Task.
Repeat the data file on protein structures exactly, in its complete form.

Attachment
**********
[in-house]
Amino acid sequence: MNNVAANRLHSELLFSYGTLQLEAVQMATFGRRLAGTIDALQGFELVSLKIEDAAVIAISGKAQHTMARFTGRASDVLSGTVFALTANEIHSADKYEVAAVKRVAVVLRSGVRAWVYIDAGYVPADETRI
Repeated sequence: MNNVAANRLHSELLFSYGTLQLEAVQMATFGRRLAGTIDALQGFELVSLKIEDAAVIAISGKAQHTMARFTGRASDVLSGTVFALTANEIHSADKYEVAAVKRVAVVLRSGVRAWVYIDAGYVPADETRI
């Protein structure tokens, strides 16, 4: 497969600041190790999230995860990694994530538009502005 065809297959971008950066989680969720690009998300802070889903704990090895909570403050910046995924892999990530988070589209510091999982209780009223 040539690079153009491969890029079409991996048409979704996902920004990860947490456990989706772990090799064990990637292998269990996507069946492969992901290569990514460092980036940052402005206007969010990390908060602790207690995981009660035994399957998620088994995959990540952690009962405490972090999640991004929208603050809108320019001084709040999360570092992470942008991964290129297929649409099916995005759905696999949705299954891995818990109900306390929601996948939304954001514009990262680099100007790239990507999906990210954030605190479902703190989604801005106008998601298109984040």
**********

[in-house]
Amino acid sequence: MNNVAANRLHSELLFSYGTLQLEAVQMATFGRRLAGTIDALQGFELVSLKIEDAAVIAISGKAQHTMARFTGRASDVLSGTVFALTANEIHSADKYEVAAVKRVAVVLRSGVRAWVYIDAGYVPADETRI
Repeated sequence: MNNVAANRLHSELLFSYGTLQLEAVQMATFGRRLAGTIDALQGFELVSLKIEDAAVIAISGKAQHTMARFTGRASDVLSGTVFALTANEIHSADKYEVAAVKRVAVVLRSGVRAWVYIDAGYVPADETRI
């Protein structure tokens, strides 16, 4: 497969600041190790999230995860990694994530538009502005 065809297959971008950066989680969720690009998300802070889903704990090895909570403050910046995924892999990530988070589209510091999982209780009223 040539690079153009491969890029079409991996048409979704996902920004990860947490456990989706772990090799064990990637292998269990996507069946492969992901290569990514460092980036940052402005206007969010990390908060602790207690995981009660035994399957998620088994995959990540952690009962405490972090999640991004929208603050809108320019001084709040999360570092992470942008991964290129297929649409099916995005759905696999949705299954891995818990109900306390929601996948939304954001514009990262680099100007790239990507999906990210954030605190479902703190989604801005106008998601298109984040």